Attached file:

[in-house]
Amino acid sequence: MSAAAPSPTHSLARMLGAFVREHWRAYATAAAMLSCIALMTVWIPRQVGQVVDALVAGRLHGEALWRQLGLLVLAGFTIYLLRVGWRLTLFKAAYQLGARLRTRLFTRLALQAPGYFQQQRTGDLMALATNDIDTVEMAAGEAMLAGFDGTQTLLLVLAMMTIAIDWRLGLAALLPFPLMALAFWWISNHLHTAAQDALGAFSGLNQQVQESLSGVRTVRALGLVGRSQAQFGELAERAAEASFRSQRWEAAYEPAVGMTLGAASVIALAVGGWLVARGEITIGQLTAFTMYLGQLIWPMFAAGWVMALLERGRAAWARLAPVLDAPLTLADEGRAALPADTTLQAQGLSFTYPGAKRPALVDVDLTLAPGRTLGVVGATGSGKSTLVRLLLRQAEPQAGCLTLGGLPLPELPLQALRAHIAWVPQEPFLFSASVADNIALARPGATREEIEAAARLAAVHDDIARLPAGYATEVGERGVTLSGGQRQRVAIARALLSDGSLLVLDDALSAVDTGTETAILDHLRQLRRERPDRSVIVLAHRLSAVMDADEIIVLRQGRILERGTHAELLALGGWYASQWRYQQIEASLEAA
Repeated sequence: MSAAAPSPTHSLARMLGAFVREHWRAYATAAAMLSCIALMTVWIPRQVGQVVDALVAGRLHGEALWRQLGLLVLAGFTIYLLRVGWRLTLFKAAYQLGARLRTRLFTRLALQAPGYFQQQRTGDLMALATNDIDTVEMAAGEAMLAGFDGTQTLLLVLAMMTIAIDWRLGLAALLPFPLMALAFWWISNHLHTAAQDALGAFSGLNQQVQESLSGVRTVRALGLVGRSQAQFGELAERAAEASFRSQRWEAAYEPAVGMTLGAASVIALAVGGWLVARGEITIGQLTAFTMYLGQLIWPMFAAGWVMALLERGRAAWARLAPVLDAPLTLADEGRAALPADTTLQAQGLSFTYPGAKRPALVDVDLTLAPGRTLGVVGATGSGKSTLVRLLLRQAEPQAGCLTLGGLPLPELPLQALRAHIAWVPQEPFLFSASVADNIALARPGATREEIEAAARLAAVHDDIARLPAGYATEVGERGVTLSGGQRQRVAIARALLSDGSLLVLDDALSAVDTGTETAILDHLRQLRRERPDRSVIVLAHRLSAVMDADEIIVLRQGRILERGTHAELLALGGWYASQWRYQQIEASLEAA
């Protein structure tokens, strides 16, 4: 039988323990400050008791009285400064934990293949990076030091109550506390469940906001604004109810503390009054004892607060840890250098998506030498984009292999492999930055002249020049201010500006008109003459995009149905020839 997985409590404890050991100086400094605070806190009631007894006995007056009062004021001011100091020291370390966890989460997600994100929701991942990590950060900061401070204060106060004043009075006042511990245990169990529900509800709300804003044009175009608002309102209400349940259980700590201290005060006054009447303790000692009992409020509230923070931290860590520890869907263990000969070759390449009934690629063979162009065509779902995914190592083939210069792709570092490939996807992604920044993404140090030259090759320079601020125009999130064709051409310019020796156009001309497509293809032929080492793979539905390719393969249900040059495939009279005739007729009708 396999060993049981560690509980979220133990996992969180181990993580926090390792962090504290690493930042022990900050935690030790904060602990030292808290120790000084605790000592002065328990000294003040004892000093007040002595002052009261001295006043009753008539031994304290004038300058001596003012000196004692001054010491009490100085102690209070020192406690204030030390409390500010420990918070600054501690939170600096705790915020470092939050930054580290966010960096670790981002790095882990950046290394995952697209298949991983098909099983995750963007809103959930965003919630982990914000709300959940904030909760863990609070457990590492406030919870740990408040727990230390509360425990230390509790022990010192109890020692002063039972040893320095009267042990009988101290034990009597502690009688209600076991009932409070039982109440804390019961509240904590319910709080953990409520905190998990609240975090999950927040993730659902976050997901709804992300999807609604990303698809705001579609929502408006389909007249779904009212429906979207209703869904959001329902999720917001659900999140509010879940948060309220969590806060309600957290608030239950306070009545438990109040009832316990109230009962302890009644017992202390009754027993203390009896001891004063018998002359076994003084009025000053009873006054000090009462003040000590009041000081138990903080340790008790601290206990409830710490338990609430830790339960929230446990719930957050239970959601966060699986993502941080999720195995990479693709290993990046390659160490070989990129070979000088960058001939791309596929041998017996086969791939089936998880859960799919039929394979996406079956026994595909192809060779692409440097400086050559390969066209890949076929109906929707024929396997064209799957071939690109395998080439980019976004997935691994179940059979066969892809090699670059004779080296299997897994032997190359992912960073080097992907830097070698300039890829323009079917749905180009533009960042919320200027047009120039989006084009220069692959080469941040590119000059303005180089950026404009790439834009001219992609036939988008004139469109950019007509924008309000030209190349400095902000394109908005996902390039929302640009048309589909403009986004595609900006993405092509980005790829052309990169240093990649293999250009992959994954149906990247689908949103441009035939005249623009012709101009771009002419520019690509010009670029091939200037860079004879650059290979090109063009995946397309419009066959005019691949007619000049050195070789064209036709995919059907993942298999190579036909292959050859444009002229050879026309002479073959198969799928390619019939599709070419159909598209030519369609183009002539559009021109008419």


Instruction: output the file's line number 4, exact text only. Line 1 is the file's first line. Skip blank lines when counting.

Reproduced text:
């Protein structure tokens, strides 16, 4: 039988323990400050008791009285400064934990293949990076030091109550506390469940906001604004109810503390009054004892607060840890250098998506030498984009292999492999930055002249020049201010500006008109003459995009149905020839 997985409590404890050991100086400094605070806190009631007894006995007056009062004021001011100091020291370390966890989460997600994100929701991942990590950060900061401070204060106060004043009075006042511990245990169990529900509800709300804003044009175009608002309102209400349940259980700590201290005060006054009447303790000692009992409020509230923070931290860590520890869907263990000969070759390449009934690629063979162009065509779902995914190592083939210069792709570092490939996807992604920044993404140090030259090759320079601020125009999130064709051409310019020796156009001309497509293809032929080492793979539905390719393969249900040059495939009279005739007729009708 396999060993049981560690509980979220133990996992969180181990993580926090390792962090504290690493930042022990900050935690030790904060602990030292808290120790000084605790000592002065328990000294003040004892000093007040002595002052009261001295006043009753008539031994304290004038300058001596003012000196004692001054010491009490100085102690209070020192406690204030030390409390500010420990918070600054501690939170600096705790915020470092939050930054580290966010960096670790981002790095882990950046290394995952697209298949991983098909099983995750963007809103959930965003919630982990914000709300959940904030909760863990609070457990590492406030919870740990408040727990230390509360425990230390509790022990010192109890020692002063039972040893320095009267042990009988101290034990009597502690009688209600076991009932409070039982109440804390019961509240904590319910709080953990409520905190998990609240975090999950927040993730659902976050997901709804992300999807609604990303698809705001579609929502408006389909007249779904009212429906979207209703869904959001329902999720917001659900999140509010879940948060309220969590806060309600957290608030239950306070009545438990109040009832316990109230009962302890009644017992202390009754027993203390009896001891004063018998002359076994003084009025000053009873006054000090009462003040000590009041000081138990903080340790008790601290206990409830710490338990609430830790339960929230446990719930957050239970959601966060699986993502941080999720195995990479693709290993990046390659160490070989990129070979000088960058001939791309596929041998017996086969791939089936998880859960799919039929394979996406079956026994595909192809060779692409440097400086050559390969066209890949076929109906929707024929396997064209799957071939690109395998080439980019976004997935691994179940059979066969892809090699670059004779080296299997897994032997190359992912960073080097992907830097070698300039890829323009079917749905180009533009960042919320200027047009120039989006084009220069692959080469941040590119000059303005180089950026404009790439834009001219992609036939988008004139469109950019007509924008309000030209190349400095902000394109908005996902390039929302640009048309589909403009986004595609900006993405092509980005790829052309990169240093990649293999250009992959994954149906990247689908949103441009035939005249623009012709101009771009002419520019690509010009670029091939200037860079004879650059290979090109063009995946397309419009066959005019691949007619000049050195070789064209036709995919059907993942298999190579036909292959050859444009002229050879026309002479073959198969799928390619019939599709070419159909598209030519369609183009002539559009021109008419």